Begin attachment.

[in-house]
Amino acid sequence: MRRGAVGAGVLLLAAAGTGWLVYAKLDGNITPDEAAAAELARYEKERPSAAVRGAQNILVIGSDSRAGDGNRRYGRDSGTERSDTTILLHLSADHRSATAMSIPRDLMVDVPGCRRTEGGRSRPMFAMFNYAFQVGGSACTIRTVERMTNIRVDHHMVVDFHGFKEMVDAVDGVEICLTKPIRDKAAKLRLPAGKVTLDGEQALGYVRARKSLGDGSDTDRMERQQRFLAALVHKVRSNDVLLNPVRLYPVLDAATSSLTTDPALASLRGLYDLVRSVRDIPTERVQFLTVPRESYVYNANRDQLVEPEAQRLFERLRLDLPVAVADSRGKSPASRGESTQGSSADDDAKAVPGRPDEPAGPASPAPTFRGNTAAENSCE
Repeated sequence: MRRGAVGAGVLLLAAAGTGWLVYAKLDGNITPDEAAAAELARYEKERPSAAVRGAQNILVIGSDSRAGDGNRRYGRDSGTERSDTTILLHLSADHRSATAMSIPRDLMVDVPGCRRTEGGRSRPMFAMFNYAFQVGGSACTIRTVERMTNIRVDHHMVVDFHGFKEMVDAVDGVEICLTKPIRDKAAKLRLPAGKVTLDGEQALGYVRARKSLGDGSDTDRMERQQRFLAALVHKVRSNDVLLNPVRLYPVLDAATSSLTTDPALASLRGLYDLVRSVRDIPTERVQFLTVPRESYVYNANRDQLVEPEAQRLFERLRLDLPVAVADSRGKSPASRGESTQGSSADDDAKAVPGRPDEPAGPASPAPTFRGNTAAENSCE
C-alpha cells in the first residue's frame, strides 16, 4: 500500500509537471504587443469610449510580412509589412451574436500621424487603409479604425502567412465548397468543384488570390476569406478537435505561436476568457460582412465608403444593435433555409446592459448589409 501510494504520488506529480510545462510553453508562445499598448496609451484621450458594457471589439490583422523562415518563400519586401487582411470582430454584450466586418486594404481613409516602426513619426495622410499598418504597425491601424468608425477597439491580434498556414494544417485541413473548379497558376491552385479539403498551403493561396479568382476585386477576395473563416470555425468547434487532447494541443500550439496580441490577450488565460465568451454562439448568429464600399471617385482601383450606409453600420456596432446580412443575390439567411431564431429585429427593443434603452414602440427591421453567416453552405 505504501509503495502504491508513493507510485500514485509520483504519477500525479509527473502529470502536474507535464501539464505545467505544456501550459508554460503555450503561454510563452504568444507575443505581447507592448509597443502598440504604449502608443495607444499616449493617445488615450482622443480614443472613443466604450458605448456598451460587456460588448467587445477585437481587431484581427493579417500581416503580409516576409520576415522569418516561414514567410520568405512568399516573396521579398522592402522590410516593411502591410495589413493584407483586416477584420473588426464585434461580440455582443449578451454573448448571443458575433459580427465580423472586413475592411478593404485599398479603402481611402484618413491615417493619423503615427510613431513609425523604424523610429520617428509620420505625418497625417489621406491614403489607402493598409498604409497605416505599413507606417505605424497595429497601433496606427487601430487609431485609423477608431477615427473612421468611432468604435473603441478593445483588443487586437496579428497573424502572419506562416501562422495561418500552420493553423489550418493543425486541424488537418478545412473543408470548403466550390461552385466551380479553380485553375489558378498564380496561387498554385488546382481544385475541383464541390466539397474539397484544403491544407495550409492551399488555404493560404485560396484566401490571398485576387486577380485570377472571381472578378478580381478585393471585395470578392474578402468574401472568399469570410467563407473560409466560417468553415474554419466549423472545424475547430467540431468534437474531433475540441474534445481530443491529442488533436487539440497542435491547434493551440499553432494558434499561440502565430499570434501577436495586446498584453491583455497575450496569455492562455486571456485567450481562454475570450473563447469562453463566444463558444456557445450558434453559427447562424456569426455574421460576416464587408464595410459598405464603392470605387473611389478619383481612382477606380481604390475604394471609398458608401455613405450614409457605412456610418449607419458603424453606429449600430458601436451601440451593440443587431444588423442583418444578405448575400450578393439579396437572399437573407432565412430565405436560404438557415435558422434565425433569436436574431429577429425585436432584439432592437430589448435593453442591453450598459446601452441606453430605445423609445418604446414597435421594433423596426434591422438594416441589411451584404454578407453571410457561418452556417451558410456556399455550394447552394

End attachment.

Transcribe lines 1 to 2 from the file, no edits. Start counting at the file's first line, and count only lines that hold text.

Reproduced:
[in-house]
Amino acid sequence: MRRGAVGAGVLLLAAAGTGWLVYAKLDGNITPDEAAAAELARYEKERPSAAVRGAQNILVIGSDSRAGDGNRRYGRDSGTERSDTTILLHLSADHRSATAMSIPRDLMVDVPGCRRTEGGRSRPMFAMFNYAFQVGGSACTIRTVERMTNIRVDHHMVVDFHGFKEMVDAVDGVEICLTKPIRDKAAKLRLPAGKVTLDGEQALGYVRARKSLGDGSDTDRMERQQRFLAALVHKVRSNDVLLNPVRLYPVLDAATSSLTTDPALASLRGLYDLVRSVRDIPTERVQFLTVPRESYVYNANRDQLVEPEAQRLFERLRLDLPVAVADSRGKSPASRGESTQGSSADDDAKAVPGRPDEPAGPASPAPTFRGNTAAENSCE